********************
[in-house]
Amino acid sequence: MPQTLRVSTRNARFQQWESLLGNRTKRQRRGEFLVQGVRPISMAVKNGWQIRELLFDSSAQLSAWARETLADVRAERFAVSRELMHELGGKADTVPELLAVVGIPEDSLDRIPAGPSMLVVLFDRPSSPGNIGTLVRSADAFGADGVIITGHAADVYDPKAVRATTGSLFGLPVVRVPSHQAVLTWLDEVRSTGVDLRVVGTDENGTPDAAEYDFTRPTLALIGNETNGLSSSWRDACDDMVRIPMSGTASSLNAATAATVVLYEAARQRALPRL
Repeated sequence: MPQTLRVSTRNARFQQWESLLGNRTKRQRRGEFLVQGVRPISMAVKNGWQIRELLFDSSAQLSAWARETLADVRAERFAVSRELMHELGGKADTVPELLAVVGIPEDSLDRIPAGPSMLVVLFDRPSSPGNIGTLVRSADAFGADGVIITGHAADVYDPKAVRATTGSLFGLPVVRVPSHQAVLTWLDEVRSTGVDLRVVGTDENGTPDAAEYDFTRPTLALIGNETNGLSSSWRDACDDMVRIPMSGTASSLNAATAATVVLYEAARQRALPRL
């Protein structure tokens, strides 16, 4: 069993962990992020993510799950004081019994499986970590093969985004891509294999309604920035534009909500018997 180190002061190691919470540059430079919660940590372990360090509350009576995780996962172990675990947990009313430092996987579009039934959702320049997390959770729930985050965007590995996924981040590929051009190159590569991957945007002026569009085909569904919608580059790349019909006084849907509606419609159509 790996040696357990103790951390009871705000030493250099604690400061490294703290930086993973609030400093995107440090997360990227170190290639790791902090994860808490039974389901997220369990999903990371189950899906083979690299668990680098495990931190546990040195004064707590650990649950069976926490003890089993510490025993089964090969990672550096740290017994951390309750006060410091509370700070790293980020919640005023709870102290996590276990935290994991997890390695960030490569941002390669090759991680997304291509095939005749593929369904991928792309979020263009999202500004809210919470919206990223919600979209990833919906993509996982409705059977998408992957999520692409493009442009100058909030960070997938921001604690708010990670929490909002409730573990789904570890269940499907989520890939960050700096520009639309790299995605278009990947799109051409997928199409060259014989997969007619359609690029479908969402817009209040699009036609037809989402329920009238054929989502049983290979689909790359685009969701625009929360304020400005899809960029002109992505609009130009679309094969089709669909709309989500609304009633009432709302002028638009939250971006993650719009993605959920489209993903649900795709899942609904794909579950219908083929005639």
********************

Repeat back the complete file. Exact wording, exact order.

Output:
[in-house]
Amino acid sequence: MPQTLRVSTRNARFQQWESLLGNRTKRQRRGEFLVQGVRPISMAVKNGWQIRELLFDSSAQLSAWARETLADVRAERFAVSRELMHELGGKADTVPELLAVVGIPEDSLDRIPAGPSMLVVLFDRPSSPGNIGTLVRSADAFGADGVIITGHAADVYDPKAVRATTGSLFGLPVVRVPSHQAVLTWLDEVRSTGVDLRVVGTDENGTPDAAEYDFTRPTLALIGNETNGLSSSWRDACDDMVRIPMSGTASSLNAATAATVVLYEAARQRALPRL
Repeated sequence: MPQTLRVSTRNARFQQWESLLGNRTKRQRRGEFLVQGVRPISMAVKNGWQIRELLFDSSAQLSAWARETLADVRAERFAVSRELMHELGGKADTVPELLAVVGIPEDSLDRIPAGPSMLVVLFDRPSSPGNIGTLVRSADAFGADGVIITGHAADVYDPKAVRATTGSLFGLPVVRVPSHQAVLTWLDEVRSTGVDLRVVGTDENGTPDAAEYDFTRPTLALIGNETNGLSSSWRDACDDMVRIPMSGTASSLNAATAATVVLYEAARQRALPRL
């Protein structure tokens, strides 16, 4: 069993962990992020993510799950004081019994499986970590093969985004891509294999309604920035534009909500018997 180190002061190691919470540059430079919660940590372990360090509350009576995780996962172990675990947990009313430092996987579009039934959702320049997390959770729930985050965007590995996924981040590929051009190159590569991957945007002026569009085909569904919608580059790349019909006084849907509606419609159509 790996040696357990103790951390009871705000030493250099604690400061490294703290930086993973609030400093995107440090997360990227170190290639790791902090994860808490039974389901997220369990999903990371189950899906083979690299668990680098495990931190546990040195004064707590650990649950069976926490003890089993510490025993089964090969990672550096740290017994951390309750006060410091509370700070790293980020919640005023709870102290996590276990935290994991997890390695960030490569941002390669090759991680997304291509095939005749593929369904991928792309979020263009999202500004809210919470919206990223919600979209990833919906993509996982409705059977998408992957999520692409493009442009100058909030960070997938921001604690708010990670929490909002409730573990789904570890269940499907989520890939960050700096520009639309790299995605278009990947799109051409997928199409060259014989997969007619359609690029479908969402817009209040699009036609037809989402329920009238054929989502049983290979689909790359685009969701625009929360304020400005899809960029002109992505609009130009679309094969089709669909709309989500609304009633009432709302002028638009939250971006993650719009993605959920489209993903649900795709899942609904794909579950219908083929005639």